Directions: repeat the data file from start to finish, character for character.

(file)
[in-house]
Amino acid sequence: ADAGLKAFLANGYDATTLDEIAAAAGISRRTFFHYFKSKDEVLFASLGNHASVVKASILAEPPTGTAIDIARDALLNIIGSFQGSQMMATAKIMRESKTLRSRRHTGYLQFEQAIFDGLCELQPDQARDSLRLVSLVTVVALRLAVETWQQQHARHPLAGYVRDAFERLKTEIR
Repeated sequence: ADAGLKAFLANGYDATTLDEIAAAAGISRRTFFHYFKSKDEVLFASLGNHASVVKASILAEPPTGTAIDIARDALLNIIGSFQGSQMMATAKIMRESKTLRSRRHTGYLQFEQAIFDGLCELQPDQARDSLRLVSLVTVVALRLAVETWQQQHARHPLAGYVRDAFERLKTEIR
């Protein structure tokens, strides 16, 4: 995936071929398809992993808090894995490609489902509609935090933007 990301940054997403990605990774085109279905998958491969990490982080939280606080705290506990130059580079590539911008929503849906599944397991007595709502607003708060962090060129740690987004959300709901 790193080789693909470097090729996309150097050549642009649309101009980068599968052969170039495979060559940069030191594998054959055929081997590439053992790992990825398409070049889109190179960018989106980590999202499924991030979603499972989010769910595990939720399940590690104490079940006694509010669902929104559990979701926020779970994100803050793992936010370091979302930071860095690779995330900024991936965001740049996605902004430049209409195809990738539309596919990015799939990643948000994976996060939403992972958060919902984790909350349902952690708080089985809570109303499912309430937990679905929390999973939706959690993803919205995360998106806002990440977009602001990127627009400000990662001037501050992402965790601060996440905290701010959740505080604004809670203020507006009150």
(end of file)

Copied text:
[in-house]
Amino acid sequence: ADAGLKAFLANGYDATTLDEIAAAAGISRRTFFHYFKSKDEVLFASLGNHASVVKASILAEPPTGTAIDIARDALLNIIGSFQGSQMMATAKIMRESKTLRSRRHTGYLQFEQAIFDGLCELQPDQARDSLRLVSLVTVVALRLAVETWQQQHARHPLAGYVRDAFERLKTEIR
Repeated sequence: ADAGLKAFLANGYDATTLDEIAAAAGISRRTFFHYFKSKDEVLFASLGNHASVVKASILAEPPTGTAIDIARDALLNIIGSFQGSQMMATAKIMRESKTLRSRRHTGYLQFEQAIFDGLCELQPDQARDSLRLVSLVTVVALRLAVETWQQQHARHPLAGYVRDAFERLKTEIR
């Protein structure tokens, strides 16, 4: 995936071929398809992993808090894995490609489902509609935090933007 990301940054997403990605990774085109279905998958491969990490982080939280606080705290506990130059580079590539911008929503849906599944397991007595709502607003708060962090060129740690987004959300709901 790193080789693909470097090729996309150097050549642009649309101009980068599968052969170039495979060559940069030191594998054959055929081997590439053992790992990825398409070049889109190179960018989106980590999202499924991030979603499972989010769910595990939720399940590690104490079940006694509010669902929104559990979701926020779970994100803050793992936010370091979302930071860095690779995330900024991936965001740049996605902004430049209409195809990738539309596919990015799939990643948000994976996060939403992972958060919902984790909350349902952690708080089985809570109303499912309430937990679905929390999973939706959690993803919205995360998106806002990440977009602001990127627009400000990662001037501050992402965790601060996440905290701010959740505080604004809670203020507006009150």